+ Reply to Thread
Results 1 to 10 of 17
07-12-2007 #1keithfmuta Guest
All put together. I just can't start it. [ spark fluids ]
I have just put together my 48CC motor and all appears to be well. I have two problems. It won't start when I release the clutch and the more I twist the throttle the worse it seems to be. Also how much play should the chain have. If I have it tight it comes off the cog on the rear wheel. But if it is loose enough not to come off it seems too loose and hits the chain guard. I am new to this and I am busting to get motoring.
07-12-2007 #2thatsdax Guest
Do you have spark? Also..Did you taper the rear sprocket before installing? Let us know...Thanks..
07-12-2007 #3rcjunkie Guest
It won't start with a full choke, especially on a new engine.
Use choke to get a good prime in carb and then move choke to 1/2 way.
Check spark plug gap. Not unusual for plug tip to get smashed into center electrode when in the box being shipped from China to USA and eventually to your home.
Throw away that stock factory kill switch and replace it with a quality one that won't fail. I have had 4 switches (factory) fail and prevented me from starting because they were stuck.
You have to find the sweet spot on the throttle and occasionally on the choke on a new engine/first start situation for it to fire. I usually vary both while pedalling down a hill to keep speed up.
You may also want to squirt some starter fluid into the foam airfilter assembly just before you pedal to start (act quickly, since this stuff evaporates quickly)
Chain should have about 1/2 inch slack in it. If tension is not consistent, your sprocket is out of round and not centered properly.
07-19-2007 #4Herrmanator8 Guest
i never use the choke to start it, the engine is so small that it needs air, i only use it to shut it off. starting fluid wont work either because it goes into the crankcase first and by then it has already dissipated... choke off, petal up to about 6 to 8mph and release the clutch and petal for your life and eventually itll kick over
07-19-2007 #5rcjunkie Guest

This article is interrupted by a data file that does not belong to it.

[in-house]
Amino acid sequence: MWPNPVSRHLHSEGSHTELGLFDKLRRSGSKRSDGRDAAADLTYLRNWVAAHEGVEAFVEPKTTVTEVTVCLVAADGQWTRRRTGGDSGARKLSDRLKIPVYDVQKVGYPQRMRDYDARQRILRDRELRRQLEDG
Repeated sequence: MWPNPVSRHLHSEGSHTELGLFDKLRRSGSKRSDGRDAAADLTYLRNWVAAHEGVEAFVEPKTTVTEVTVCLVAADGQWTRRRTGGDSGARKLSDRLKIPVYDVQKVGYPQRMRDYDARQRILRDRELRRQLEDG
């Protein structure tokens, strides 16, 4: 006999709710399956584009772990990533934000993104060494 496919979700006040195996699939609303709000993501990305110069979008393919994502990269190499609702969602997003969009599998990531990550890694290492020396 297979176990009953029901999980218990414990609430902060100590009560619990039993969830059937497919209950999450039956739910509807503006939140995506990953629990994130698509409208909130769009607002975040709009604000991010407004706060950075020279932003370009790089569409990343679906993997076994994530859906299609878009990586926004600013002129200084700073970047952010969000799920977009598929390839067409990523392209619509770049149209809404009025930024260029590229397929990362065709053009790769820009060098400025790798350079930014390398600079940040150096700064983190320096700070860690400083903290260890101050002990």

Uh? Starter fluid doesn't disappear..the crankcase is sealed in two stroke engines and it will eventually find itself into the combustion chamber to be ignited. It works well for new engines and is an easy way to rule out ignition problems. If the engine won't fire on starter fluid (ether) than you have an electrical issue. If it fires on ether but won't stay running then you know you have a fuel delivery issue.
As for choke? I do not understand what size of engine has to do with choke or need for air (air requireements). All engines regardless of size need about 14 parts air to 1 part fuel for the mixture to ignite. However, a cold engine needs a mixture that is richer than the usual 14:1 (stochiometric ratio)..a choke is an easy way to achieve that mixture and start a cold engine. Our chokes do not completely block off airflow..just partially...most of the engines do better on partial choke but my newest one surprised me and will run on full choke.
07-19-2007 #6davidsis Guest
Starter fluid may blow your engine. Take the kill switch completely off and get it running before installing. Check to make sure you have a spark. Take the kill switch completely off and get it running before installing. The kill switch. Use full choke, and full throttle. You will probably never read this because you are probably off rideing. Make sure you get that chain issure straightened out before you mess something up. I always want to just take off as soon as I make a bike. Rode rash hurts.
07-23-2007 #7kfss Guest
I had the same problem last year when I bought my first motor kit and installed it. I noticed I was getting spark maybe one time spark per who knows how many rotations of the engine. After much talking with the guy who sold me the kit, I sent my CDI in and had it checked out. It got sent back to me and it had checked out OK.
So I installed the CDI again. Still no start. I was about to get a refund from the guy I bought it from but I decided to try one more thing. I popped the magneto cover off of the left side of the engine. When I went out to try it again I had a vehicle pull me (don't worry, I was very safe. I was on an airport flightline!) and I noticed whenever I popped the clutch, that spinning thing inside of the magneto wouldn't move very much at all. Then I stopped and pushed in on it and then turned it about 10 times with my finger. The next time I went out to try it, it worked! :razz:
No more problems.
Welcome to MBc. as far as the chain goes...1/2" to 3/4" play between cogs is standard around these parts.
learn to use the search (upper left hand cormer of these pages). i entered "chain tension" picked the 'search for all terms' option and got 43 hits.
07-23-2007 #9fairracing31 Guest
Twist the throttle and it gets worst. Mine did the same thing when I put it together. What I found was the Intake manifold had a vacum leak. Make sure it's tight and the carb, if you have to make a new gasket for it. I used a roll of gasket maker from auto store.
07-23-2007 #10rcjunkie Guest
Hello again. A previous poster said that starter fluid may blow your engine? I wish to point out that is highly unlikely. Starter fluid is very safe to use in gas engines. Its use in diesel engines is another issue since diesels don't have a throttle to restrict airflow and can "run away" with ether use.